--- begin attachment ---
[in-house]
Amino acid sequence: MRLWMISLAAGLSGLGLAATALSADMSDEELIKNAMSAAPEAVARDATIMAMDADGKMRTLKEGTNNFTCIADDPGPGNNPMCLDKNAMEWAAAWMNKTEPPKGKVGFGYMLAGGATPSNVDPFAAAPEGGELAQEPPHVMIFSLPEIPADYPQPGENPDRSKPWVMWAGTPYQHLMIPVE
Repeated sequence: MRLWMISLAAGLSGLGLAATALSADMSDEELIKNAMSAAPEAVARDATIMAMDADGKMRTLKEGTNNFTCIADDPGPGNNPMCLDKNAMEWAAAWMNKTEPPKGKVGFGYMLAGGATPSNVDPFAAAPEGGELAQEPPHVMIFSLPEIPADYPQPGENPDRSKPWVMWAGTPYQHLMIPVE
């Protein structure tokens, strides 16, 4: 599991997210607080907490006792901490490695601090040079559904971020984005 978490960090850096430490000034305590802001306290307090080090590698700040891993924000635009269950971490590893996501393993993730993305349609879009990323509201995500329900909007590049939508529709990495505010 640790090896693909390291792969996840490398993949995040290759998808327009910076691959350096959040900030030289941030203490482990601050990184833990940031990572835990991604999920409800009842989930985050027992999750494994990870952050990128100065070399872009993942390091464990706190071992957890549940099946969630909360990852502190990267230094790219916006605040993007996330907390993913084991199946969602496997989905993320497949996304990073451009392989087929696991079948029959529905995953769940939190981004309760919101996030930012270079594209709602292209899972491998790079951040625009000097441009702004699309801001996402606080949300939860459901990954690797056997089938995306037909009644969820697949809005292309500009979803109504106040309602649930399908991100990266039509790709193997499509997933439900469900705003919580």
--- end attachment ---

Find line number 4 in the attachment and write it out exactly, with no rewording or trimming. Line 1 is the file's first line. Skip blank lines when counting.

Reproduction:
């Protein structure tokens, strides 16, 4: 599991997210607080907490006792901490490695601090040079559904971020984005 978490960090850096430490000034305590802001306290307090080090590698700040891993924000635009269950971490590893996501393993993730993305349609879009990323509201995500329900909007590049939508529709990495505010 640790090896693909390291792969996840490398993949995040290759998808327009910076691959350096959040900030030289941030203490482990601050990184833990940031990572835990991604999920409800009842989930985050027992999750494994990870952050990128100065070399872009993942390091464990706190071992957890549940099946969630909360990852502190990267230094790219916006605040993007996330907390993913084991199946969602496997989905993320497949996304990073451009392989087929696991079948029959529905995953769940939190981004309760919101996030930012270079594209709602292209899972491998790079951040625009000097441009702004699309801001996402606080949300939860459901990954690797056997089938995306037909009644969820697949809005292309500009979803109504106040309602649930399908991100990266039509790709193997499509997933439900469900705003919580």